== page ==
The collection consists of research files and notes related to
the study of supernovae, RR Lyrae stars, star populations, galaxies (including the Andromeda Galaxy),
and various novae
by German-born astronomer Wilhelm Heinrich Walter Baade (1893-1960),
who joined the staff of the Mount Wilson Observatory in 1931. This collection forms part of the Mount Wilson Papers of the
Observatories of the Carnegie Institution of Washington.
Wilhelm Heinrich Walter Baade (he did not often use his first two names) was one of
the most important astronomers of the twentieth century. As an observer at the Mount
Wilson Observatory, he ranks alongside Edwin Hubble in significance. Baade, however,
was an excellent theoretician as well as observer. His interest in the stellar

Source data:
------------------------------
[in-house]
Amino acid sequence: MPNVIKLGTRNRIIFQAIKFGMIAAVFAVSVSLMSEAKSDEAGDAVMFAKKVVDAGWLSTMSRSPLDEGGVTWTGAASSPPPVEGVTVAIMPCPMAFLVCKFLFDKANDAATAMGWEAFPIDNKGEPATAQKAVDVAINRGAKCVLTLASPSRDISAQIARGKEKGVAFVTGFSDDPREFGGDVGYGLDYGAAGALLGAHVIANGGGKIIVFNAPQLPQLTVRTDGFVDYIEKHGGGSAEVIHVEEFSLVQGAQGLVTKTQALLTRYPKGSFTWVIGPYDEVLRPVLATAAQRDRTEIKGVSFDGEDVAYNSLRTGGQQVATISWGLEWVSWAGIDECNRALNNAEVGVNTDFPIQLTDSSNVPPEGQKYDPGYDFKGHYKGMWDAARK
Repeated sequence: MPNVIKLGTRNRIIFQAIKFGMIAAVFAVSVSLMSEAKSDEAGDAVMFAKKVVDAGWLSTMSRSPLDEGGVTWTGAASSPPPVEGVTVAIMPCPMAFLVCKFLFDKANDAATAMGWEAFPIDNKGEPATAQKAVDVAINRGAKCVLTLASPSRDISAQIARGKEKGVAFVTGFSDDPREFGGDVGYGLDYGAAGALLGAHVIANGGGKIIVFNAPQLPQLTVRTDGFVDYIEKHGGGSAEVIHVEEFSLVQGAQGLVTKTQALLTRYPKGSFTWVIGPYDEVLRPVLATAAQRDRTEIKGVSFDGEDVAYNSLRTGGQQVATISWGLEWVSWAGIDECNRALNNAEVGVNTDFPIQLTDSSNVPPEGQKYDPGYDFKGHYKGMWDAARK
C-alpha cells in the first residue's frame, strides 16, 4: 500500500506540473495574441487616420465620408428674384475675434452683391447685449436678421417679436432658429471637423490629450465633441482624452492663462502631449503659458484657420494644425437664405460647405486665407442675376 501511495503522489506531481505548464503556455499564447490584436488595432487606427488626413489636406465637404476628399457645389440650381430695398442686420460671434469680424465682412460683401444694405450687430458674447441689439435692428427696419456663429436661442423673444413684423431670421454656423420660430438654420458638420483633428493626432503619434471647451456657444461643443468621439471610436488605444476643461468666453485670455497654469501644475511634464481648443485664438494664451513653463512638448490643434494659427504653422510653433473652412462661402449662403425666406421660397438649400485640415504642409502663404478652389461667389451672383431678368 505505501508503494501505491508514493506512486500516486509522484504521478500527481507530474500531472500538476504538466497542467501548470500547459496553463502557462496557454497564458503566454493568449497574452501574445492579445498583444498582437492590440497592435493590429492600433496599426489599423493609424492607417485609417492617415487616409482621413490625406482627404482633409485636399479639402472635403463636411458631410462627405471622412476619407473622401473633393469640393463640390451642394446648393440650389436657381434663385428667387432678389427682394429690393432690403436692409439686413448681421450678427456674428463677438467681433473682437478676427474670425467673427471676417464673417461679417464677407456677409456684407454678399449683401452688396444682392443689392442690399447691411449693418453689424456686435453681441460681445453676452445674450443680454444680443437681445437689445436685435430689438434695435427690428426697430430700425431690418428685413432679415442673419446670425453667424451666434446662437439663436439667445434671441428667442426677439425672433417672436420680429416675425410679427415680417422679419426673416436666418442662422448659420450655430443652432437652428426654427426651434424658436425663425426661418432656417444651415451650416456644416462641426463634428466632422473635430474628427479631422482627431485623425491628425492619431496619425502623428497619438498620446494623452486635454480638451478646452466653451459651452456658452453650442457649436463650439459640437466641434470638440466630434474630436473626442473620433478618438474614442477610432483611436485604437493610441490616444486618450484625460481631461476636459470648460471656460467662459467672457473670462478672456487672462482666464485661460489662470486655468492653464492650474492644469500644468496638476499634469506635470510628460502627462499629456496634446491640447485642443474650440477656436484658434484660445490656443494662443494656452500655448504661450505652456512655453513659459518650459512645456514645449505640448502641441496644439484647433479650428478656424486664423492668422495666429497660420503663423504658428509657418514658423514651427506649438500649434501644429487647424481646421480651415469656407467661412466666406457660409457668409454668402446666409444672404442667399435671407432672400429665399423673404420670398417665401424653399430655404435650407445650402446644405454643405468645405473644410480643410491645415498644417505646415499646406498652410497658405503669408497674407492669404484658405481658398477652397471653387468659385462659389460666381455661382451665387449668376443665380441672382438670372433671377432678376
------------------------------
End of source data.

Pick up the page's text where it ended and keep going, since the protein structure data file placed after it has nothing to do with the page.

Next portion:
content of various star systems led him to develop his famous concept of stellar
populations. And his observing skill led to his unexpected resolution of the inner
parts of the Andromeda galaxy into individual stars. His work with the new 200-inch
Hale telescope would eventually lead to a change in contemporary knowledge of the
distances of the galaxies. Though his scientific method resulted in much of his work
being published posthumously, Baade's impact on the development of astronomy was
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